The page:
Title: Forschungsverbund „Sexuelle Gewalt in bewaffneten Konflikten”
Translation: Research Association „Sexual Violence in Armed Conflicts”
Journal: L'homme. Europäische Zeitschrift für feministische Geschichtswissenschaft
Abstract: »The article discusses research on sexual violence committed during situations of armed conflict and the recognition that, rather than be marginalized, such violence should be seen as a deliberate tactic of warfare aimed at demoralizing the collective enemy and rewarding or psychically strengthening the combatants. The examples of conflicts in the former Yugoslavia and in Rwanda in the 1970s are cited as theaters for such sexual violence that have gained the attention of international justice organizations who view these sexual attacks as crimes against humanity, genocide, or war crimes. Workshops and research projects on this theme are discussed.« [Source: Historical abstracts.]
Title: Pan-pan girls
Subtitle: Humiliating liberation in postwar Japanese literature
Journal: Portal. Journal of multidisciplinary international studies
Year: July 2010
Pages: 15 pages
Full Text: UTSePress [Free.]
Abstract: »This paper looks at some literary representations of the ‘pan-pan girls’ in postwar Japan. ‘Pan-pan’ is a derogatory term for street prostitutes who (mostly) served the soldiers of the occupying forces. Immediately after World War II, the Japanese government established the RAA (Recreation Amusement Association) and employed several thousand women to provide sexual services for foreign soldiers, ostensibly to protect Japanese women of middle and upper classes from rape and other violence. When the RAA was closed down in 1946 due to the US concern over widespread VD, many of the women who lost their jobs went out on the street and became private and illegal prostitutes – the pan-pan girls. With their red lipstick, cigarettes, nylon stockings and high-heel shoes, often holding onto the arms of tall, uniformed American GIs, the ‘pan-pan girls’ became a symbol of the occupation, and have been textually reproduced throughout the postwar period. This paper analyses the images and representations of the ‘pan-pan girls’ in postwar Japanese literature, to consider how the ‘pan-pan girls’ have functioned as a metaphor for the occupation and contributed to the public memory construction of the occupation. I identify some major codes of representations (victimisation, humiliation, and national trauma; eroticism and decadence; sexual freedom and materialism) and argue that the highly gendered and sexualised bodies of the ‘pan-pan girls’ have continued to allow simplistic and selective remembering of the occupation at the expense of recalling the pivotal role of Japanese patriarchy in the postwar period.« [Source: Portal.]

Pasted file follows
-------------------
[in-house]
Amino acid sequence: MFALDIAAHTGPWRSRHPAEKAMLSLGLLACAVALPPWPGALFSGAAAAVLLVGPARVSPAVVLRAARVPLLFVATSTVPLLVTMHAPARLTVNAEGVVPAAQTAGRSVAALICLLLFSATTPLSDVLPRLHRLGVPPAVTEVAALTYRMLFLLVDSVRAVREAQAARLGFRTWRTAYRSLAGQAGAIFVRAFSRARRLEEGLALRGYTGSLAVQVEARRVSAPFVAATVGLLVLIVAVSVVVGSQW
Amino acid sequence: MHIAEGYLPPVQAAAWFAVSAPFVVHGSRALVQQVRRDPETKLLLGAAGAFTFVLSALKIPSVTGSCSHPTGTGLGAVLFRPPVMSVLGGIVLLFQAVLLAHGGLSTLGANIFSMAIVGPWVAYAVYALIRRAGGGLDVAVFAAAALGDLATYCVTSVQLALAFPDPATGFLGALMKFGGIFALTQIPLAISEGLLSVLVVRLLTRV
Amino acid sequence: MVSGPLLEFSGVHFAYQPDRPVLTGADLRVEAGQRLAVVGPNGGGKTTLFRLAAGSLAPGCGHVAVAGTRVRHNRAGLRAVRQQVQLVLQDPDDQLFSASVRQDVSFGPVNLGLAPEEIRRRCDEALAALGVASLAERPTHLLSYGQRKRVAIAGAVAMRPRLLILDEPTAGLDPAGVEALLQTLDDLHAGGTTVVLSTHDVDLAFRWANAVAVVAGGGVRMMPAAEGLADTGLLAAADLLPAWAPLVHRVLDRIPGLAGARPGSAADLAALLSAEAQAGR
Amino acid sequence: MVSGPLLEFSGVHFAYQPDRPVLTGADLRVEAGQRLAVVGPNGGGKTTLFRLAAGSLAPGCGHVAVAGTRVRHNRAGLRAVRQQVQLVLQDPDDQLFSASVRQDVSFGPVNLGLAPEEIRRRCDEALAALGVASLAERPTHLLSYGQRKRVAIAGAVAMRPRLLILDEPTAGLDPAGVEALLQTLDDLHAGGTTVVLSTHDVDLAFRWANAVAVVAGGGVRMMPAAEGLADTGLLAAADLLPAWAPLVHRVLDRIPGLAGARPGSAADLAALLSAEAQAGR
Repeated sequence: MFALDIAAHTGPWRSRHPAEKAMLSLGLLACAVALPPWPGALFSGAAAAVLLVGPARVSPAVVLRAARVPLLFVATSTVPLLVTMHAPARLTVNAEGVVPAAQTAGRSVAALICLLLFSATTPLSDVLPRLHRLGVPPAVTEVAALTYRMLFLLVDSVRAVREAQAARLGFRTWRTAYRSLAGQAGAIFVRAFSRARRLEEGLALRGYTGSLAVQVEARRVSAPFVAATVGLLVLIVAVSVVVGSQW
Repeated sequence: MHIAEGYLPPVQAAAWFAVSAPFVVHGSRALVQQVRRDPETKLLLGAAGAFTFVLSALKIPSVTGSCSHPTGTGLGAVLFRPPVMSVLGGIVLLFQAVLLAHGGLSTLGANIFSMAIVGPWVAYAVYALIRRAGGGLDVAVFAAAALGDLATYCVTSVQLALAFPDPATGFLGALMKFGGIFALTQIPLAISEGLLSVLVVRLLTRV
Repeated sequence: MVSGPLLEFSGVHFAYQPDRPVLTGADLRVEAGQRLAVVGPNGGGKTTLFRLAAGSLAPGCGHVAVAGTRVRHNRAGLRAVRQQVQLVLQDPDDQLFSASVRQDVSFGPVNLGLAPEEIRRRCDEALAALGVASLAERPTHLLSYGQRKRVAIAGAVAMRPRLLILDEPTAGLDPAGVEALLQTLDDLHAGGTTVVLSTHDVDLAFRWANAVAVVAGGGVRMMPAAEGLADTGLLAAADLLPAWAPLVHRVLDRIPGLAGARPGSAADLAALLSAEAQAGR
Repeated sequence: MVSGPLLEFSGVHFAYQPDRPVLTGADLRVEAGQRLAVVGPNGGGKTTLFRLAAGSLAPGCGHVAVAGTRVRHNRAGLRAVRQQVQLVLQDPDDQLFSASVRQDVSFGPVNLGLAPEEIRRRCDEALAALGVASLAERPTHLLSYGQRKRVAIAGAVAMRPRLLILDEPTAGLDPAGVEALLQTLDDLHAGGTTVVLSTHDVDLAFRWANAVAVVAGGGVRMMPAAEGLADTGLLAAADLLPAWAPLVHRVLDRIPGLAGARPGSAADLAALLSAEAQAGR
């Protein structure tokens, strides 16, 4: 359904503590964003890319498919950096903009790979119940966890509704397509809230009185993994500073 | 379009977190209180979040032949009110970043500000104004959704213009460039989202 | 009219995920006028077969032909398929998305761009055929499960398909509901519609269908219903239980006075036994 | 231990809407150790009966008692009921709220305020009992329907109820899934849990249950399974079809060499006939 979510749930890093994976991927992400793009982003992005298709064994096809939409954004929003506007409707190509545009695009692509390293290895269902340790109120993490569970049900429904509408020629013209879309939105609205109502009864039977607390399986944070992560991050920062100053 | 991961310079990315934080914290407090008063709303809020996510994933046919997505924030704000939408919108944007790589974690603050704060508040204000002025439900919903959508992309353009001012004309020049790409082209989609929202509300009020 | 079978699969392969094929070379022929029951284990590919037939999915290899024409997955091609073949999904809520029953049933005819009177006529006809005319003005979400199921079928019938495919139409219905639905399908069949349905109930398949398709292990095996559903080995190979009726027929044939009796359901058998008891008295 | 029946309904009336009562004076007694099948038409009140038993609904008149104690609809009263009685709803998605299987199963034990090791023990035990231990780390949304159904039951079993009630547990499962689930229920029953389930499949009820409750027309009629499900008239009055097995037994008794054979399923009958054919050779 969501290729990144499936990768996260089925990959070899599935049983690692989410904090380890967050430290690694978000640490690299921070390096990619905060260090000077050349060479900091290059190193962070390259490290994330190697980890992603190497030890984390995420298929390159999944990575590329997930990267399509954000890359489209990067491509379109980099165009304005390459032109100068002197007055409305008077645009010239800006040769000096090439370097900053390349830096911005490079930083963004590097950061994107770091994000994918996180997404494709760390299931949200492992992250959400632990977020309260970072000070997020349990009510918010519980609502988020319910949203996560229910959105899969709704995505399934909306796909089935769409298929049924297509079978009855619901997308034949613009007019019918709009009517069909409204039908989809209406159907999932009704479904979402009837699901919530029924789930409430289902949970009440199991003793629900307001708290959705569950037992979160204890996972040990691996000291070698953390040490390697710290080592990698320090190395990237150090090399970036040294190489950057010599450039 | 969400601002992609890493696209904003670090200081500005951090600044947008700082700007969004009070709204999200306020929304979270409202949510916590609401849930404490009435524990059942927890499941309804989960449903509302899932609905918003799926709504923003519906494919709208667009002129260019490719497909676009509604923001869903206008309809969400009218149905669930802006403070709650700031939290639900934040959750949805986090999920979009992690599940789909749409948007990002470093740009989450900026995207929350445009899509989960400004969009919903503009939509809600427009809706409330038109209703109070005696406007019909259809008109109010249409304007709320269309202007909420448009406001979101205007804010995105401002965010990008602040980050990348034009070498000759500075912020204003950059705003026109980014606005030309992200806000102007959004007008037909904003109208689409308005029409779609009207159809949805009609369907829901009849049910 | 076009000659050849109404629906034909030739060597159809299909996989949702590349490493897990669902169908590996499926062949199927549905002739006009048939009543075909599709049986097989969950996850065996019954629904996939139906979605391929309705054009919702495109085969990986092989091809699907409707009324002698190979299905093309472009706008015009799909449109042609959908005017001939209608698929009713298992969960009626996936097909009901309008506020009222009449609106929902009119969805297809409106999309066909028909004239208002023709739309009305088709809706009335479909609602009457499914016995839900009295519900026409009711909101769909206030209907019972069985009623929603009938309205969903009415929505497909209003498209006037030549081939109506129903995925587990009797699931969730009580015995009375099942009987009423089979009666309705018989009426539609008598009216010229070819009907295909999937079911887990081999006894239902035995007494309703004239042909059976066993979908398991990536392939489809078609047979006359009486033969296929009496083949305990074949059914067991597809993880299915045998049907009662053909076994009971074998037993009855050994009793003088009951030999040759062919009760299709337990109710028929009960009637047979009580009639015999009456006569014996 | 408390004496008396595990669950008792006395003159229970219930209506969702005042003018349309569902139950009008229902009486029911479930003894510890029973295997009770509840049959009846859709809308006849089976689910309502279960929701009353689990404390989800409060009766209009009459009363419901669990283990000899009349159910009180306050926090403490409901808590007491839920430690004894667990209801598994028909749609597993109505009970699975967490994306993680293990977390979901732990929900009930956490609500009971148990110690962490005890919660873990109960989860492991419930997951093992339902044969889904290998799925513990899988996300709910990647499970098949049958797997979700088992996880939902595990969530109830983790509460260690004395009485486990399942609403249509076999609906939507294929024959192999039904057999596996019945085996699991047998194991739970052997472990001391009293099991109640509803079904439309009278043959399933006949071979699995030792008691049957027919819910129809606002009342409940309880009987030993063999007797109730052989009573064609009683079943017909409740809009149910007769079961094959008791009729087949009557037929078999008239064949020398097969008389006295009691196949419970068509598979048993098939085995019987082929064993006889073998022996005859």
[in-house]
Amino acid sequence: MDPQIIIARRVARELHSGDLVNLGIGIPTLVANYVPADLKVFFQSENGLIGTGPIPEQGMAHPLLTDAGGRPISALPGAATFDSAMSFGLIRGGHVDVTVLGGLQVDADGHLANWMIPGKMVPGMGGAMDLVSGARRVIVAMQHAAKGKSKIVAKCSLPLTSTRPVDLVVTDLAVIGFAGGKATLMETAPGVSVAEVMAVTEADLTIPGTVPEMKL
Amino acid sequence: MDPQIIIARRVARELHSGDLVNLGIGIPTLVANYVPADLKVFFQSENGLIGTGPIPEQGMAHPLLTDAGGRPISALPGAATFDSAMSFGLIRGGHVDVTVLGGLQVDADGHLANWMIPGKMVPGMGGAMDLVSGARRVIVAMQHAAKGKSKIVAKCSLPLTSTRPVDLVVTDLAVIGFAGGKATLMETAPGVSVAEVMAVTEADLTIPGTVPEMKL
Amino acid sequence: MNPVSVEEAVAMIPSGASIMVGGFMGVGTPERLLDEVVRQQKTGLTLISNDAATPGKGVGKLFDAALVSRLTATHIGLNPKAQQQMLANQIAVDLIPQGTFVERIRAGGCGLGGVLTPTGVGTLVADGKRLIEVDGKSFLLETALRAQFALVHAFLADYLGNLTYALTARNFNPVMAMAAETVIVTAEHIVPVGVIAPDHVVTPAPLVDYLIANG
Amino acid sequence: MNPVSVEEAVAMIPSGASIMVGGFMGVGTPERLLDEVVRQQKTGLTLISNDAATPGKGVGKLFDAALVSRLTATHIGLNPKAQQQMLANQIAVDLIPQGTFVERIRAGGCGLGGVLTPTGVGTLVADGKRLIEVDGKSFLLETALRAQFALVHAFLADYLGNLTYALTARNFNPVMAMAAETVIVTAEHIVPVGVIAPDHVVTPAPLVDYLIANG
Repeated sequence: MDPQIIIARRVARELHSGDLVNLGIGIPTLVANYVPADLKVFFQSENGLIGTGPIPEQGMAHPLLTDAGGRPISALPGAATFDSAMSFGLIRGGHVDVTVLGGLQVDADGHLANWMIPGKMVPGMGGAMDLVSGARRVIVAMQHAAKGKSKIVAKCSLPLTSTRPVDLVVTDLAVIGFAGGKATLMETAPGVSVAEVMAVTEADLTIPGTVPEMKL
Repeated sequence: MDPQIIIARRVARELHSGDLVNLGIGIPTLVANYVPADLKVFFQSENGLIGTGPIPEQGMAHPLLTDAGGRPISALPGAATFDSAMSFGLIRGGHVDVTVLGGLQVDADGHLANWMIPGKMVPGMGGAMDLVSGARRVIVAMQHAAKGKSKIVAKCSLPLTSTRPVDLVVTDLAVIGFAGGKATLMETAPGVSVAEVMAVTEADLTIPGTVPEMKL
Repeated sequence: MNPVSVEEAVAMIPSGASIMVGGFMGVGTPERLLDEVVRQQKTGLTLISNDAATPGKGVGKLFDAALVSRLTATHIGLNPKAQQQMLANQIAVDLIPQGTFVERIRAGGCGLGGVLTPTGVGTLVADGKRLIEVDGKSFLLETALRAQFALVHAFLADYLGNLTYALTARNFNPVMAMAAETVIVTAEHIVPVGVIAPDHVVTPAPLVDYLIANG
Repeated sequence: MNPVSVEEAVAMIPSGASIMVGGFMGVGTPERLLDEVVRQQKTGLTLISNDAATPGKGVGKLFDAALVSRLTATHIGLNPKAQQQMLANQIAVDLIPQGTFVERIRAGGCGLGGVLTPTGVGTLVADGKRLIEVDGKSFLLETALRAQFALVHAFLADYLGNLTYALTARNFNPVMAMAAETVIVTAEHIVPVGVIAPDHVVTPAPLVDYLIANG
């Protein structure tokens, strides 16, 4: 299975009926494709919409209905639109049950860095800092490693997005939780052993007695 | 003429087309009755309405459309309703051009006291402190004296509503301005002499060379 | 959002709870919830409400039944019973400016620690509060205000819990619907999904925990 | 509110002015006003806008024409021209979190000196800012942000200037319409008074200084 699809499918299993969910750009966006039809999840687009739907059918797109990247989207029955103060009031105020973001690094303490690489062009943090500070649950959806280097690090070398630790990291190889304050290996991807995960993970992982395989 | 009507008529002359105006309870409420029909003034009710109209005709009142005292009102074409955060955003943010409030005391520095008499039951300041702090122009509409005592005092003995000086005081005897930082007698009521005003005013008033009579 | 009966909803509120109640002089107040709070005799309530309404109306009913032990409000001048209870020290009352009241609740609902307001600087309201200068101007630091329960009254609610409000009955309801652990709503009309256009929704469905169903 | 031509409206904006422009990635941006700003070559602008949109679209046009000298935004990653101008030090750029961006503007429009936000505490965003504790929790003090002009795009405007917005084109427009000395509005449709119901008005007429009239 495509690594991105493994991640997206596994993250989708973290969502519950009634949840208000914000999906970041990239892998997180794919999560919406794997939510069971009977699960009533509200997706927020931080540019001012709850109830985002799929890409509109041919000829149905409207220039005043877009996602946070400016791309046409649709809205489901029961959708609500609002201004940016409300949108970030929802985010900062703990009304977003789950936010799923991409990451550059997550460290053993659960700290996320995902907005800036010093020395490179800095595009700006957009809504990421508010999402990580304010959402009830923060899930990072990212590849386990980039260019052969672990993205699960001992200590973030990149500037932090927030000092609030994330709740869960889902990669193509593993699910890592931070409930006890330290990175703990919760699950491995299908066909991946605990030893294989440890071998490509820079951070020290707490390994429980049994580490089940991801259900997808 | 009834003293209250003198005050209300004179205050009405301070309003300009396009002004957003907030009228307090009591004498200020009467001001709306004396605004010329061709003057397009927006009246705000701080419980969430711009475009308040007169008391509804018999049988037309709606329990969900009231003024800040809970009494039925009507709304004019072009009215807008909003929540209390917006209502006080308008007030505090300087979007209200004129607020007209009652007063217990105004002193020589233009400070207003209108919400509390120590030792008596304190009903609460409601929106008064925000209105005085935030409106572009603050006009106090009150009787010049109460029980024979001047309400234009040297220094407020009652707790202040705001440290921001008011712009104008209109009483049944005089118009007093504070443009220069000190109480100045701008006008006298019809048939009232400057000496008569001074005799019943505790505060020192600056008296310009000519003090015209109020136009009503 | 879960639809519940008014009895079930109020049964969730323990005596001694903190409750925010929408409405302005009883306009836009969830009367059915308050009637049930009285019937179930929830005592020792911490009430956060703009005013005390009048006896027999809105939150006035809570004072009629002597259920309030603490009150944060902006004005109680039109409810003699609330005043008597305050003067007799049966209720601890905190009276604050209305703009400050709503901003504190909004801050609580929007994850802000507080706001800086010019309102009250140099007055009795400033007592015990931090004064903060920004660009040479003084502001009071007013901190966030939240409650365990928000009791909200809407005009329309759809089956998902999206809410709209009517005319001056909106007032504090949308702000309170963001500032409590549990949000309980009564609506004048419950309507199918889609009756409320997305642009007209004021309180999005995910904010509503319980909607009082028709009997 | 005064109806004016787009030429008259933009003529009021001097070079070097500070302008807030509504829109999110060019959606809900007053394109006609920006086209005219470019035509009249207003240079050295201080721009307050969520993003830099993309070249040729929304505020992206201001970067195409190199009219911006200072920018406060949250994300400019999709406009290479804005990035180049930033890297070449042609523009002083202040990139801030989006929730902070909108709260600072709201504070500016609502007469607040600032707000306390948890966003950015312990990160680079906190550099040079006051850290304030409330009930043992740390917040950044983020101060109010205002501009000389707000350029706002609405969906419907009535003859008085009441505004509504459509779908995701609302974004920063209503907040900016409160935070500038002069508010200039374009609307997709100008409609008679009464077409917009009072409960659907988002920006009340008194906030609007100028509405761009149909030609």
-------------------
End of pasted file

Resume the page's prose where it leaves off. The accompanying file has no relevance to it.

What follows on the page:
ART: Lo que hemos aprendido sobre la atención a mujeres víctimas de violencia sexual en el conflicto armado colombiano
Title: Lo que hemos aprendido sobre la atención a mujeres víctimas de violencia sexual en el conflicto armado colombiano
Translation: What we have learned about treating female victims of sexual violence in the Colombian armed conflict
Journal: Revista de estudios sociales
Year: August 2010
Full Text: Revista de Estudios Sociales [Free.]
Abstract: »The article describes what we have learned about psychosocially and psycho-legally treating female victims of sexual violence in Colombia's armed conflict. Sexual violence has characteristics that differentiate it from other forms of violence against women: the strong tendency for victims to remain silent "invisiblizes" the crime. This silence arises from the sense of guilt and shame that stem from cultural imaginaries and patriarchal ideologies which maintain that women can avoid being raped and assumes that somehow they provoked the attack if they were. This strong cultural prejudice makes women keep quiet and not report the crime. In the armed conflict, sexual violence has been systematically used as an effective weapon, but one that has been silenced and is neither admitted by its victims nor its perpetrators. The psychosoical treatment of sexual violence in the conflict should consider the issues of gender, human rights, and political position in order to help victims stop seeing themselves as such and become, instead, citizens who demand their rights.« [Source: Revista de estudio sociales.]